Brightside is available to people 18 years or older who are experiencing symptoms of depression and anxiety. We offer convenient, affordable, and private therapy to equip you with the skills you need to feel like yourself again.
Taking Medication To Help With Worrying
Sometimes therapy isn’t enough to help retrain the way your brain processes worry and fear. Although medication isn’t for everyone, it can help alter the receptors in your brain, helping you worry less. It’s crucial to figure out which type of medication is right for you, which is where Brightside can help.
Our team of psychiatric providers can work with you to help you understand what your worrying means and what you can do about it.
You’ll be matched with a caring, expert provider who will use your data to match you with the right medication for your individual needs (if medication is deemed appropriate for your situation).
Coping Strategies for Reducing Worry and Anxiety
Developing a hobby or other type of activity can help keep your brain focused on other things. When you have nothing to do, it often leaves time for your brain to ruminate. This means you may replay conversations or situations in your head and imagine all kinds of catastrophes that will never happen. There is a huge difference between problem-solving and ruminating, so try to figure out which one your brain is doing. If you are thinking about how you can solve a particular problem, that’s okay. But if you are overthinking and worrying, try to acknowledge in your brain that those thoughts aren’t helpful.
Creating a daily routine can also be extremely helpful in reducing worrying and anxiety. Providing yourself with structure allows your brain to predict what will happen next without fear of change. Making time to exercise every day and eat consistent meals are great places to start.
Practicing mindfulness and relaxation techniques like yoga and deep breathing can help manage your stress and worry. Doing breathing exercises helps your body to relax on a physical level, and in turn, on a mental level as well. Journaling in the mornings or at night is also a helpful way to take control of worrying thoughts. Try to write down your goals for the day, positive affirmations about your life, and the things that you’re thankful for.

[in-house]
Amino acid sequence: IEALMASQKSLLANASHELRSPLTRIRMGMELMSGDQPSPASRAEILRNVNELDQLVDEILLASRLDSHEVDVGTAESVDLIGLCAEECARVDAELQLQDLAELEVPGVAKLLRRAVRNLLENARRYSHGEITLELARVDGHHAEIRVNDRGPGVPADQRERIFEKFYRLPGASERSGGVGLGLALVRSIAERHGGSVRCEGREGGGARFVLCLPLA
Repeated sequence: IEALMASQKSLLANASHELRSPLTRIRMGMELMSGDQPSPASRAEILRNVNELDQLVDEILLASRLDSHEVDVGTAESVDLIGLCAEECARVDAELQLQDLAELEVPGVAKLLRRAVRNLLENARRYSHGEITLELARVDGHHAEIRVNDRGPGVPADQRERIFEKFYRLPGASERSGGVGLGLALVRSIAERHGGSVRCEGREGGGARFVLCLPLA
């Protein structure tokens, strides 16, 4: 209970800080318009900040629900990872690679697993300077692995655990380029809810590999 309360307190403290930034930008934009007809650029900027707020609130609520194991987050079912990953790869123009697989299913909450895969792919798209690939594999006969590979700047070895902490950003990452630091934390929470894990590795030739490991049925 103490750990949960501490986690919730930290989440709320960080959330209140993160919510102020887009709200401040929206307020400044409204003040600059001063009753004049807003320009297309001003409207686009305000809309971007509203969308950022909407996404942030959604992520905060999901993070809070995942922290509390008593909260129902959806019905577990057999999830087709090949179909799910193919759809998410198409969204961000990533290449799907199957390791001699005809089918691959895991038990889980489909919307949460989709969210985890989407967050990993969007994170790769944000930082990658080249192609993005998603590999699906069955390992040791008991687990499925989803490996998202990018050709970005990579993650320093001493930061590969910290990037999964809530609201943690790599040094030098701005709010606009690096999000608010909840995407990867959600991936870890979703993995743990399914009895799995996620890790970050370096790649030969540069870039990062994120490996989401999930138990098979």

Celebrate your accomplishments, no matter how small. If you are too focused on the big picture all the time and worrying about how you’re going to be happy, you miss out on a lot of tiny victories. Take some time for yourself to be proud of how far you’ve come. Even if you only accomplish one thing today, give yourself a mental pat on the back. This gives your anxious brain happy things to focus on instead of huge, terrible problems.
Consume less social media and negative news. Since we live in the modern world of technology, our phones are basically attached to our bodies. Looking at a screen all day for work or communication puts the world at our fingertips. This means that we are constantly bombarded with news stories from around the world and celebrity drama. This can fill your head with so much meaningless noise it can make you feel dizzy. Putting your phone down and reducing your screen time (unless you’re talking to your therapist) can be extremely helpful for your mental health.
The Bottom Line
Anxiety affects 18% of the population in the United States alone. Odds are you’ve probably met someone else in your life who struggles with anxiety and worry on a daily basis. It’s important to know that you aren’t alone and there is help available to you. Even if you cannot control everything, you can change the way you react and think about these things. Brightside can help you get control of your life back with therapy, medication, or a combination of the two.